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Data from: Anthropogenic land‐use change intensifies the effect of low flows on stream fishes

Citation

Walker, Richard H.; Girard, Carlin E.; Alford, Samantha L.; Walters, Annika W. (2019), Data from: Anthropogenic land‐use change intensifies the effect of low flows on stream fishes, Dryad, Dataset, https://doi.org/10.5061/dryad.474qt46

Abstract

1. As ecosystems experience simultaneous disturbances, it is critical to understand how multiple stressors interact to affect ecological change. Land-use change (LUC) and extreme flow events are two important stressors that could interact to affect fish populations. 2. We evaluated the individual and interactive effects of discharge and LUC associated with oil and natural gas development (ONGD) on populations of two stream fishes over a seven-year period. We used repeated-state (i.e., abundance trends) and rate (i.e., colonization and persistence) responses to advance our understanding of flow-ecology relationships in a multiple-stressor framework. 3. Overall, fish abundance, colonization, and persistence declined in association with discharge. The effect of LUC associated with ONGD differed between species, with the abundance of Mottled Sculpin declining and Mountain Sucker increasing. We found both synergistic and antagonistic interactions between discharge and LUC. LUC intensified the effect of low flows for one species and lead to greater variability in responses to flows for the other species. These differences between species’ responses are likely due to differences in their physiological tolerances and behavioral adaptations to disturbance. 4. Synthesis and applications. Our research provides empirical evidence for the complex interactions that can arise between discharge and anthropogenic LUC. Management efforts (e.g., silt fences, vegetation replanting, and in-stream restoration) to mitigate the effects of anthropogenic alterations and promote high-quality refuge habitats could help mitigate the effect of hydrologic extremes. Further development of flow-ecology relationships in a multiple-stressor framework will help guide management of stream fishes, and provide a better understanding of the mechanisms underlying flow-ecology relationships for different species.06-Sep-2019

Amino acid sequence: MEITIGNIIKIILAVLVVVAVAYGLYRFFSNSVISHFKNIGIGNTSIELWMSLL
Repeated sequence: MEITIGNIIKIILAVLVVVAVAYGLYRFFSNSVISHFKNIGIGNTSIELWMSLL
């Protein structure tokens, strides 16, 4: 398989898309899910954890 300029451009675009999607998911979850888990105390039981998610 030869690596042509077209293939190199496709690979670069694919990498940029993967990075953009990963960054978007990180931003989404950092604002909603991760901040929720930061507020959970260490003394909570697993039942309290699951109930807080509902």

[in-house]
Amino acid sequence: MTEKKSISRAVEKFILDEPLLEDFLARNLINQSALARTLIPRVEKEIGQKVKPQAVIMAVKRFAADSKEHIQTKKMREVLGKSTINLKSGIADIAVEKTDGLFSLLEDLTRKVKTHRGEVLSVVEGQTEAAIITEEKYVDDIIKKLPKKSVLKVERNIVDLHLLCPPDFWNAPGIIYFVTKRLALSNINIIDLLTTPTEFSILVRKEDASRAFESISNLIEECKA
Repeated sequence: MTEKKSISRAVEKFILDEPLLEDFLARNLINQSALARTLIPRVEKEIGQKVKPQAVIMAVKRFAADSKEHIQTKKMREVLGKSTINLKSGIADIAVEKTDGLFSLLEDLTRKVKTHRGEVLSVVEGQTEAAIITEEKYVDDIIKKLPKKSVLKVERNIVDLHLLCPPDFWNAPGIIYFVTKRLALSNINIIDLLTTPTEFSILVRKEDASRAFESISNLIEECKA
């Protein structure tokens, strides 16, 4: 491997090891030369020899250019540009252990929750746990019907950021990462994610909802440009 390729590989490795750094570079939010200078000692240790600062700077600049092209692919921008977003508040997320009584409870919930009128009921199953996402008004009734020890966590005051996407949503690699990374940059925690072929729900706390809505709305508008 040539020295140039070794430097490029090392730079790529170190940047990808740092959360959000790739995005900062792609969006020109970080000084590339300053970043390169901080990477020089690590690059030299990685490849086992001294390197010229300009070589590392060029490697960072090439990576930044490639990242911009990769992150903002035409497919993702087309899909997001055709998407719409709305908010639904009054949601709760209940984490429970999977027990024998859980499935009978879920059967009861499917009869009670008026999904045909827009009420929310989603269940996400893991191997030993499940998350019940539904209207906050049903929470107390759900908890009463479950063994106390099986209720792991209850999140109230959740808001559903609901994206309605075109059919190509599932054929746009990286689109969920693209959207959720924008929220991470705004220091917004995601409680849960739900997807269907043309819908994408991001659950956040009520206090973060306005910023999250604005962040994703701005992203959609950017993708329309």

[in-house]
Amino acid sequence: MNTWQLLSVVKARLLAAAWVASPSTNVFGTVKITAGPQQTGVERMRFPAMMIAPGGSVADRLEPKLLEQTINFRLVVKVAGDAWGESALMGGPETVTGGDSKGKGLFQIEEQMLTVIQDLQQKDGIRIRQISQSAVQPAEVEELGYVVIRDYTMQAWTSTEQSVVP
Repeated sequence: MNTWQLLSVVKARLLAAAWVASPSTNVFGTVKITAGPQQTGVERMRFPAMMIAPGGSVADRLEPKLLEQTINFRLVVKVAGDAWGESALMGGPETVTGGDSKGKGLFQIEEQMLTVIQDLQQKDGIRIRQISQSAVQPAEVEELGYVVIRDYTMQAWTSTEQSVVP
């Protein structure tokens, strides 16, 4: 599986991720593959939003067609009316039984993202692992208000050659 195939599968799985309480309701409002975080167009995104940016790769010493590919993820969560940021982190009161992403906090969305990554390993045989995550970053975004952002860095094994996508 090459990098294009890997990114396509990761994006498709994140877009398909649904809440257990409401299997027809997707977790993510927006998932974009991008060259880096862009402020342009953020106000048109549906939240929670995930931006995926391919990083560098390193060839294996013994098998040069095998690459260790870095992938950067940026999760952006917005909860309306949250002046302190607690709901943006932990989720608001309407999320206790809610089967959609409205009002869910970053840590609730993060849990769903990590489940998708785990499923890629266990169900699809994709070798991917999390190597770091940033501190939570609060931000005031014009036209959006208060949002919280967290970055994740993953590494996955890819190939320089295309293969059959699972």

Usage Notes

Location

Wyoming
Upper Green River Basin